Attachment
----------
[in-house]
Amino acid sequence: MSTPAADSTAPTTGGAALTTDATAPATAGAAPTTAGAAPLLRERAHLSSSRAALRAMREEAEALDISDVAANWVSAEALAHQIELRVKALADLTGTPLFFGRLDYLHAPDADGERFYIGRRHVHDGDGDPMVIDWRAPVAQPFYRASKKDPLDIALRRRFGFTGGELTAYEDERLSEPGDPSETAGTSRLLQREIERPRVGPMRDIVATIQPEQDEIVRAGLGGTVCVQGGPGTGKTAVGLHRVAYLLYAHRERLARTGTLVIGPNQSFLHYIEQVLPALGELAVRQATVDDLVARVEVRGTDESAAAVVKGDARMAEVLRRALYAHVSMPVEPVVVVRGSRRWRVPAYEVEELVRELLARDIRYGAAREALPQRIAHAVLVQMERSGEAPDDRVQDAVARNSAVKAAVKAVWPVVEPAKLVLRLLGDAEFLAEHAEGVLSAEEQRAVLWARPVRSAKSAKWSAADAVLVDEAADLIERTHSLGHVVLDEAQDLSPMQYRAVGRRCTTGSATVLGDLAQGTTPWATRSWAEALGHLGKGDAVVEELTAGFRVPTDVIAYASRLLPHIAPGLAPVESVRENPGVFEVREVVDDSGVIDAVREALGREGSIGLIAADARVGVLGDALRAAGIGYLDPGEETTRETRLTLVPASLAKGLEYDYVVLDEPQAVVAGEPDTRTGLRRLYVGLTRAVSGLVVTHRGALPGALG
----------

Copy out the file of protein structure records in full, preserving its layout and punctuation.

[in-house]
Amino acid sequence: MSTPAADSTAPTTGGAALTTDATAPATAGAAPTTAGAAPLLRERAHLSSSRAALRAMREEAEALDISDVAANWVSAEALAHQIELRVKALADLTGTPLFFGRLDYLHAPDADGERFYIGRRHVHDGDGDPMVIDWRAPVAQPFYRASKKDPLDIALRRRFGFTGGELTAYEDERLSEPGDPSETAGTSRLLQREIERPRVGPMRDIVATIQPEQDEIVRAGLGGTVCVQGGPGTGKTAVGLHRVAYLLYAHRERLARTGTLVIGPNQSFLHYIEQVLPALGELAVRQATVDDLVARVEVRGTDESAAAVVKGDARMAEVLRRALYAHVSMPVEPVVVVRGSRRWRVPAYEVEELVRELLARDIRYGAAREALPQRIAHAVLVQMERSGEAPDDRVQDAVARNSAVKAAVKAVWPVVEPAKLVLRLLGDAEFLAEHAEGVLSAEEQRAVLWARPVRSAKSAKWSAADAVLVDEAADLIERTHSLGHVVLDEAQDLSPMQYRAVGRRCTTGSATVLGDLAQGTTPWATRSWAEALGHLGKGDAVVEELTAGFRVPTDVIAYASRLLPHIAPGLAPVESVRENPGVFEVREVVDDSGVIDAVREALGREGSIGLIAADARVGVLGDALRAAGIGYLDPGEETTRETRLTLVPASLAKGLEYDYVVLDEPQAVVAGEPDTRTGLRRLYVGLTRAVSGLVVTHRGALPGALG